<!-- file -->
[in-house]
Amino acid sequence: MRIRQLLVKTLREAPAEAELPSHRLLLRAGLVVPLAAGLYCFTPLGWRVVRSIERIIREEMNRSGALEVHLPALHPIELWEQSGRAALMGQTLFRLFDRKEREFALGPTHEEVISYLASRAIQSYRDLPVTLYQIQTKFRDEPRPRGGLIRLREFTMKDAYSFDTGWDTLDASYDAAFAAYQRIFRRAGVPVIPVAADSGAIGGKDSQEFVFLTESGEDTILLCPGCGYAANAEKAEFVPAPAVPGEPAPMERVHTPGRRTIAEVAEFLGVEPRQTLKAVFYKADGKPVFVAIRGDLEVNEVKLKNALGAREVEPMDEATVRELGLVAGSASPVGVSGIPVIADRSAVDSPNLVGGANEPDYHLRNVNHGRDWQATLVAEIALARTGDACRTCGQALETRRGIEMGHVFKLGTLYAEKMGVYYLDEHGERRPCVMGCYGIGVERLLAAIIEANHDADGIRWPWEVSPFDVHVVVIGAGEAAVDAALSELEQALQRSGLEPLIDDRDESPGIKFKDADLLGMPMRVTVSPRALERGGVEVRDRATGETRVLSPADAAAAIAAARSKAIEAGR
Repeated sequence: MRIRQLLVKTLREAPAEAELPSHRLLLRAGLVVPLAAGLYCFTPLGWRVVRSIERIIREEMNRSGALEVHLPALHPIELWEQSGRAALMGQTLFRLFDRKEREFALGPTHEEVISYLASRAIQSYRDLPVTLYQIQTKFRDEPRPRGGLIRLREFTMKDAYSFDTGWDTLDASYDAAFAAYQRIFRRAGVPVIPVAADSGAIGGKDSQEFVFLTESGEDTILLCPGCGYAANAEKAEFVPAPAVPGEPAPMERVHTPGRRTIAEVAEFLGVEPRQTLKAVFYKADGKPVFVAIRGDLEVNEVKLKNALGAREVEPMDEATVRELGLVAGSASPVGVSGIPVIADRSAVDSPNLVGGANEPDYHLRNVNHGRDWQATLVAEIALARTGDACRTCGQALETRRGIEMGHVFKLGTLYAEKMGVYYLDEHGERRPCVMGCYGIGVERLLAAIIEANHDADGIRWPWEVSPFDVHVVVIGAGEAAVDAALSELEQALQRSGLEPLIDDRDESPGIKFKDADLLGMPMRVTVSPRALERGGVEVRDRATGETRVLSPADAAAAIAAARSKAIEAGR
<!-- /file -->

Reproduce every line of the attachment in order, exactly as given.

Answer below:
[in-house]
Amino acid sequence: MRIRQLLVKTLREAPAEAELPSHRLLLRAGLVVPLAAGLYCFTPLGWRVVRSIERIIREEMNRSGALEVHLPALHPIELWEQSGRAALMGQTLFRLFDRKEREFALGPTHEEVISYLASRAIQSYRDLPVTLYQIQTKFRDEPRPRGGLIRLREFTMKDAYSFDTGWDTLDASYDAAFAAYQRIFRRAGVPVIPVAADSGAIGGKDSQEFVFLTESGEDTILLCPGCGYAANAEKAEFVPAPAVPGEPAPMERVHTPGRRTIAEVAEFLGVEPRQTLKAVFYKADGKPVFVAIRGDLEVNEVKLKNALGAREVEPMDEATVRELGLVAGSASPVGVSGIPVIADRSAVDSPNLVGGANEPDYHLRNVNHGRDWQATLVAEIALARTGDACRTCGQALETRRGIEMGHVFKLGTLYAEKMGVYYLDEHGERRPCVMGCYGIGVERLLAAIIEANHDADGIRWPWEVSPFDVHVVVIGAGEAAVDAALSELEQALQRSGLEPLIDDRDESPGIKFKDADLLGMPMRVTVSPRALERGGVEVRDRATGETRVLSPADAAAAIAAARSKAIEAGR
Repeated sequence: MRIRQLLVKTLREAPAEAELPSHRLLLRAGLVVPLAAGLYCFTPLGWRVVRSIERIIREEMNRSGALEVHLPALHPIELWEQSGRAALMGQTLFRLFDRKEREFALGPTHEEVISYLASRAIQSYRDLPVTLYQIQTKFRDEPRPRGGLIRLREFTMKDAYSFDTGWDTLDASYDAAFAAYQRIFRRAGVPVIPVAADSGAIGGKDSQEFVFLTESGEDTILLCPGCGYAANAEKAEFVPAPAVPGEPAPMERVHTPGRRTIAEVAEFLGVEPRQTLKAVFYKADGKPVFVAIRGDLEVNEVKLKNALGAREVEPMDEATVRELGLVAGSASPVGVSGIPVIADRSAVDSPNLVGGANEPDYHLRNVNHGRDWQATLVAEIALARTGDACRTCGQALETRRGIEMGHVFKLGTLYAEKMGVYYLDEHGERRPCVMGCYGIGVERLLAAIIEANHDADGIRWPWEVSPFDVHVVVIGAGEAAVDAALSELEQALQRSGLEPLIDDRDESPGIKFKDADLLGMPMRVTVSPRALERGGVEVRDRATGETRVLSPADAAAAIAAARSKAIEAGR